A Lakeside Pavilion Perfect for a Party
This lakeside locale gets an upgrade with an independent structure built with fun times in mind
When it comes to Montana real estate it’s hard to beat a property on Whitefish Lake, where the cool, clean water is a welcome habitat for smallmouth bass, swimmers and boaters alike.
A Los Angeles couple certainly knew it when they snapped up an original 1940s cabin and an adjoining property, and then called on architect Nick Fullerton to renovate the two-bedroom structure. But while the refurbished residence oozed charm, it lacked adequate space for hosting gatherings, and lakeshore setbacks prohibited an addition.
Cue Fullerton again, who shares that “the homeowners wanted a separate modern structure—where they could get together with friends and family—that would complement the cabin and any future house they might build on the adjacent land.”
Elegant in its simplicity and situated just steps from the cabin, the ensuing concrete pavilion immediately satisfied the couple’s indoor and outdoor entertaining requirements. “I came up with the idea of one material for the roof, walls and ceiling all held up by glass,” says Fullerton about the stand-alone piece that will work with whatever they build in the future.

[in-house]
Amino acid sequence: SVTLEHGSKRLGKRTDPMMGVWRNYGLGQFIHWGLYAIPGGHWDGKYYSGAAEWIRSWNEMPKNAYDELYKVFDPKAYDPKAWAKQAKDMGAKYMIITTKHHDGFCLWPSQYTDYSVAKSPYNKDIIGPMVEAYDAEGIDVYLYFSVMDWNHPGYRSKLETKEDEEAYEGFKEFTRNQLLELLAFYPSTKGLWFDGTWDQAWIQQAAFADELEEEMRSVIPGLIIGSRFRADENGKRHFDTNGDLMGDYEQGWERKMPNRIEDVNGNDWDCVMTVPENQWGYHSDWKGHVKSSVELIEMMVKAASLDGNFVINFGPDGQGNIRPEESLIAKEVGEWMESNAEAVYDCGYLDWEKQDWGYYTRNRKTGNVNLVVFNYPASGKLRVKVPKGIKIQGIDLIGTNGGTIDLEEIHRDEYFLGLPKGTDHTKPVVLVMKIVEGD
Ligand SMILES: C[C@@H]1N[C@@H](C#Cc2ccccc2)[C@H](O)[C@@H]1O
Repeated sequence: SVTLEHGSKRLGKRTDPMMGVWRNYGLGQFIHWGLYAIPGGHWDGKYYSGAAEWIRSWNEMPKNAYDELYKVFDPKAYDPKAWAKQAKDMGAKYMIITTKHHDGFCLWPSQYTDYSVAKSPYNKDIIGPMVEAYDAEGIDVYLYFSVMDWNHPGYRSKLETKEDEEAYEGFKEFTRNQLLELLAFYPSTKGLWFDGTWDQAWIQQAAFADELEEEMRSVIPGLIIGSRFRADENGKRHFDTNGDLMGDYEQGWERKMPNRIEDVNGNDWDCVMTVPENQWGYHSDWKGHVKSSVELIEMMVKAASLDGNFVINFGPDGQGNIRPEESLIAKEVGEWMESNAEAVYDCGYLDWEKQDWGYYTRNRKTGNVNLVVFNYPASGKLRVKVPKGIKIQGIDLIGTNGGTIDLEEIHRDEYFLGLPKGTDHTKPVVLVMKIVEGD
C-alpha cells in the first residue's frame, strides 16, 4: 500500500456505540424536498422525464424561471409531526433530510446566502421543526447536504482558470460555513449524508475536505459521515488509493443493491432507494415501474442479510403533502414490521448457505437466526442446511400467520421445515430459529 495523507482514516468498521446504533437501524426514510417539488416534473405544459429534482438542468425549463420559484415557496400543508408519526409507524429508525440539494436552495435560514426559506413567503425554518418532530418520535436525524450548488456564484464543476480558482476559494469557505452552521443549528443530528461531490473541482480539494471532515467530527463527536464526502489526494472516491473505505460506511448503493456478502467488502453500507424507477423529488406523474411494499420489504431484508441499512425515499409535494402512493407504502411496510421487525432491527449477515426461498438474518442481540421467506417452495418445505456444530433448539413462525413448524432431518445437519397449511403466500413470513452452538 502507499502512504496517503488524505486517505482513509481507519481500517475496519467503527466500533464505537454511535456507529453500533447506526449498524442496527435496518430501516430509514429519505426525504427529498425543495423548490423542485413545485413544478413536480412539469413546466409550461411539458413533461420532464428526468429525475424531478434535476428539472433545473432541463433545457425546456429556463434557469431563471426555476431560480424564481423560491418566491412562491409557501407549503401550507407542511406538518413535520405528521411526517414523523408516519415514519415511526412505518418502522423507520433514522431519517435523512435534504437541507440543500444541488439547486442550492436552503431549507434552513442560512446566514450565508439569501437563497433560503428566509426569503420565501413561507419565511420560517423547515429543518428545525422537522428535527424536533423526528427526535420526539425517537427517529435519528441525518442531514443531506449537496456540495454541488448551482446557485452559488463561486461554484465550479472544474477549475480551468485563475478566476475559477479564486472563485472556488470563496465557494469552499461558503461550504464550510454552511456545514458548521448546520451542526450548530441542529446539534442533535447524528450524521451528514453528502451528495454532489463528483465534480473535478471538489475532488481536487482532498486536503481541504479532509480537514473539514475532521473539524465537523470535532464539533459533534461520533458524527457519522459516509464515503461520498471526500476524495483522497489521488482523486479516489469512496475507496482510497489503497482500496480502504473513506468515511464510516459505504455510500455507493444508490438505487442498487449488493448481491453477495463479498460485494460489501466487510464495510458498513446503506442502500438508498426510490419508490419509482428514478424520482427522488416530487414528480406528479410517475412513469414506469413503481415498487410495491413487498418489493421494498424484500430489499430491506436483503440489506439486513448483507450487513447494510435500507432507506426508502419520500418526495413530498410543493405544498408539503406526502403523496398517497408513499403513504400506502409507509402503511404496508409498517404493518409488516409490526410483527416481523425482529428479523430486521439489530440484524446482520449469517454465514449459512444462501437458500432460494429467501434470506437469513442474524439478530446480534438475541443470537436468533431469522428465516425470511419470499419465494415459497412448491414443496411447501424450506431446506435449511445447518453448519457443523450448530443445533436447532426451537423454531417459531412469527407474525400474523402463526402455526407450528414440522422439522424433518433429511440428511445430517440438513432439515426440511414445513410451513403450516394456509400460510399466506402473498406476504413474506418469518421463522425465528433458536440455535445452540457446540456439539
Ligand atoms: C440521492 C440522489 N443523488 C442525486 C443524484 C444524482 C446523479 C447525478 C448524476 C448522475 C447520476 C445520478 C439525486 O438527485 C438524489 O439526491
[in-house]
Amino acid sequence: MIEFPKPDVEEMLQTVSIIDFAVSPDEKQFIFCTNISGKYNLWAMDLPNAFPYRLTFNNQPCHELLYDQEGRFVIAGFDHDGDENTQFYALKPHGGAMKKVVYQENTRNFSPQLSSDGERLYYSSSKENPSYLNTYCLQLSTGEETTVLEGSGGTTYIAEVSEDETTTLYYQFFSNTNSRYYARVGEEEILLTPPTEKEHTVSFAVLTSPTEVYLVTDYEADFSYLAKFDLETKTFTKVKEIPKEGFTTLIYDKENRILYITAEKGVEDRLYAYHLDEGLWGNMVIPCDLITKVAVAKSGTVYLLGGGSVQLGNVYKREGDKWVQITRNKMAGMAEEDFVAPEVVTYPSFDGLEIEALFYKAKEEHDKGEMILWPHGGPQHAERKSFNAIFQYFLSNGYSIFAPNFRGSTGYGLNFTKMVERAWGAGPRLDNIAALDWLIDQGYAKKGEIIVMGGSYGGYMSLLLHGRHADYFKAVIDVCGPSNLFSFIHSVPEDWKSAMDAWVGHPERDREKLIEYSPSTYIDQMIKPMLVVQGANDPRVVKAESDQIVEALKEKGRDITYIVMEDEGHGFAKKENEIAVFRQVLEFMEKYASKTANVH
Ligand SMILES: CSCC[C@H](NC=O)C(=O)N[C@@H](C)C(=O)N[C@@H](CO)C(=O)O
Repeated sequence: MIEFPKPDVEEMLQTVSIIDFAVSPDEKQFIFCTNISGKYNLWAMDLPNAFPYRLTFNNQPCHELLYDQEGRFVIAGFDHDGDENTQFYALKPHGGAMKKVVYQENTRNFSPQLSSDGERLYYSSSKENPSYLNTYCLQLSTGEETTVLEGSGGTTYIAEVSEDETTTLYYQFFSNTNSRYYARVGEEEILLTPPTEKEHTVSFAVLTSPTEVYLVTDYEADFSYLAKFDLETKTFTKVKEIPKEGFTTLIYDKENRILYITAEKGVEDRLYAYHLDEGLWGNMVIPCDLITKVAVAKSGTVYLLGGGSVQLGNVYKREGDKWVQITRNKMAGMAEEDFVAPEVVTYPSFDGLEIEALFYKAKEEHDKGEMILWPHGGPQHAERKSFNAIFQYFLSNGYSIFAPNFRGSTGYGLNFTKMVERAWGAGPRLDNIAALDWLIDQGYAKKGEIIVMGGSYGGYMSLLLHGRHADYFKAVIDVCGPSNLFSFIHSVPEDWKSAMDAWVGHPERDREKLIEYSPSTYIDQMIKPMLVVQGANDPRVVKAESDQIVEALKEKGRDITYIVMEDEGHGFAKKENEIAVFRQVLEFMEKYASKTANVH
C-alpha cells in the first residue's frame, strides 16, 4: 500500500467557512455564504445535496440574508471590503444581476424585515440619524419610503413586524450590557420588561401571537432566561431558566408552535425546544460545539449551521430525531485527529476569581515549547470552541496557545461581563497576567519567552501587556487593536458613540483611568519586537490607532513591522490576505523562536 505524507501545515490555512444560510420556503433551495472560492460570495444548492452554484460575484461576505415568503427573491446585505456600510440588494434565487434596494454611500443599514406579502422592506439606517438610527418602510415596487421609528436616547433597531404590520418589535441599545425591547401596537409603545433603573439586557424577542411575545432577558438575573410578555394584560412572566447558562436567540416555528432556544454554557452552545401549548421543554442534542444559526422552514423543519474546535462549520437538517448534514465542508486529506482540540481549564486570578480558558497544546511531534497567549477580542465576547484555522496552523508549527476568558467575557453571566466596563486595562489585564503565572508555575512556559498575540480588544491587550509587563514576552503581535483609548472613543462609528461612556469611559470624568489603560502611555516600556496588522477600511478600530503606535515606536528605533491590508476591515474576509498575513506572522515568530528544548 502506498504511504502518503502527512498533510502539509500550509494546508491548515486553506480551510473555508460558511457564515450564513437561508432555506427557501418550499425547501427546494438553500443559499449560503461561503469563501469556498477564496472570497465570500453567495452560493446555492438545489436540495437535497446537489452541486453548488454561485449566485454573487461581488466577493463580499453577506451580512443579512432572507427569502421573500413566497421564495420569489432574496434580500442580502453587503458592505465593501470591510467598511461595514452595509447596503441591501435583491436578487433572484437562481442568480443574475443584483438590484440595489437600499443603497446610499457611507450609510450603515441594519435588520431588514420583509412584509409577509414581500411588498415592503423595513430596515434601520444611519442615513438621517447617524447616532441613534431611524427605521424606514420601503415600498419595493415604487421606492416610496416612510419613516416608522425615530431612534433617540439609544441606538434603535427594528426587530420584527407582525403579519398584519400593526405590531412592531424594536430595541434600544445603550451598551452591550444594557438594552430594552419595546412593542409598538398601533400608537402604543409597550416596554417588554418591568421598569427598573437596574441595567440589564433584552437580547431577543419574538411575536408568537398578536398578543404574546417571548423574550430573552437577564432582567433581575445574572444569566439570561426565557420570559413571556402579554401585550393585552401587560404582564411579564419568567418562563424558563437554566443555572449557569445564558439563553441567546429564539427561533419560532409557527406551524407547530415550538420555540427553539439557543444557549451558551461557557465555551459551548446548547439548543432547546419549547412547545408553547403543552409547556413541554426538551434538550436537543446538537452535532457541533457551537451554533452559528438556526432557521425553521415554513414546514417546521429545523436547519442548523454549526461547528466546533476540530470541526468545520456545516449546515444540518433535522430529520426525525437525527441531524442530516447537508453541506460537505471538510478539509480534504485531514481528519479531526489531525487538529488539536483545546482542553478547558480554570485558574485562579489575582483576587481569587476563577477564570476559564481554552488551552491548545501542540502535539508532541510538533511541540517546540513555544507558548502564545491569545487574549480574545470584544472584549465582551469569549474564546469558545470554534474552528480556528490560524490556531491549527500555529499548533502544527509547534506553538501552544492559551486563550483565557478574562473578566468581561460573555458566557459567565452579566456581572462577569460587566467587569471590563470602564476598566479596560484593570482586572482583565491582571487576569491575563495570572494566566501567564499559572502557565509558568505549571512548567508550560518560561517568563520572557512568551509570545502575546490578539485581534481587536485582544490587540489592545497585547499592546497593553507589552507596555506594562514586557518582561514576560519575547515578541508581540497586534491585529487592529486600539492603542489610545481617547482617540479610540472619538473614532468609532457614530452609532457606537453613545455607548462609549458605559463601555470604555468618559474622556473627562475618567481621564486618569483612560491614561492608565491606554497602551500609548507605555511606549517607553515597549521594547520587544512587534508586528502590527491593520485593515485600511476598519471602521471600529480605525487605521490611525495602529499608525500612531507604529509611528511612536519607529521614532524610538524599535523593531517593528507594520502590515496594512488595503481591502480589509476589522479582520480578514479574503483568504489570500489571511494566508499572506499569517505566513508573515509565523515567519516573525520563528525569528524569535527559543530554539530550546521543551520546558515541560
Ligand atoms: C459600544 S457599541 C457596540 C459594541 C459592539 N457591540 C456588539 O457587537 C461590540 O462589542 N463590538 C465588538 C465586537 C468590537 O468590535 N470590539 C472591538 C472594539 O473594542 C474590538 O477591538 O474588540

Meanwhile, detail-oriented builder Jason Jordt of the Vandelay Group executed things like the post-tensioning of the 24-inch-thick concrete roof spanning 27 feet.
Inside, the efficient floor plan includes comfy seating, a kitchen designed to handle impromptu barbecues and a shower room for après lake activity cleanup. Just beyond the covered portion, an outdoor lounging area steps down to the water and a built-in fire pit and hot tub warm guests when the sun goes down.
“The indoor sofas are outdoor furniture and the four chairs are durable leather,” shares interior designer Heidi Tate, who adopted a low-maintenance mantra when she stepped in to outfit the spaces. “They didn’t want to be babysitting any of the finishes, and it all needed to be wet-bathing-suit friendly.”
Porcelain floors, concrete countertops and clear alder cabinets, the latter intentionally not extending to the ceiling so the concrete above is exposed, check all the boxes. “We tried to leave the materials in a natural state,” she adds.
Everything from the frosted glass doors in the shower room to the clean lines of the outdoor loungers complements the unpretentious architecture. And when rain showers come, the good times continue indoors: What appear to be three identical photos of the lake hanging above the sink wall are actually a trio of TVs poised for game and movie viewing.